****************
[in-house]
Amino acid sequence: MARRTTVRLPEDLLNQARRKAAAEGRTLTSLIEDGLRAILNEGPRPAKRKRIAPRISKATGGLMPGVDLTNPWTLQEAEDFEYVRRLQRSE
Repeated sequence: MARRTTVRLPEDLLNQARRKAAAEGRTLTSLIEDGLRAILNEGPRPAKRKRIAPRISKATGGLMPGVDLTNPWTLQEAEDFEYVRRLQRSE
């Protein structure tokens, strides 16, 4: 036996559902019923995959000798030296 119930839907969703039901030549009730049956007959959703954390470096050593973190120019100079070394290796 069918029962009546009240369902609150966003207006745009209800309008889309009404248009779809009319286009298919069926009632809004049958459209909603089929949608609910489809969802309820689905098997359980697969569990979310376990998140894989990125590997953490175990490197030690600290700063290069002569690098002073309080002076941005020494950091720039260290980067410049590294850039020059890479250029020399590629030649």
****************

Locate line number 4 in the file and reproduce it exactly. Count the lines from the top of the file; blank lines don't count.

């Protein structure tokens, strides 16, 4: 036996559902019923995959000798030296 119930839907969703039901030549009730049956007959959703954390470096050593973190120019100079070394290796 069918029962009546009240369902609150966003207006745009209800309008889309009404248009779809009319286009298919069926009632809004049958459209909603089929949608609910489809969802309820689905098997359980697969569990979310376990998140894989990125590997953490175990490197030690600290700063290069002569690098002073309080002076941005020494950091720039260290980067410049590294850039020059890479250029020399590629030649």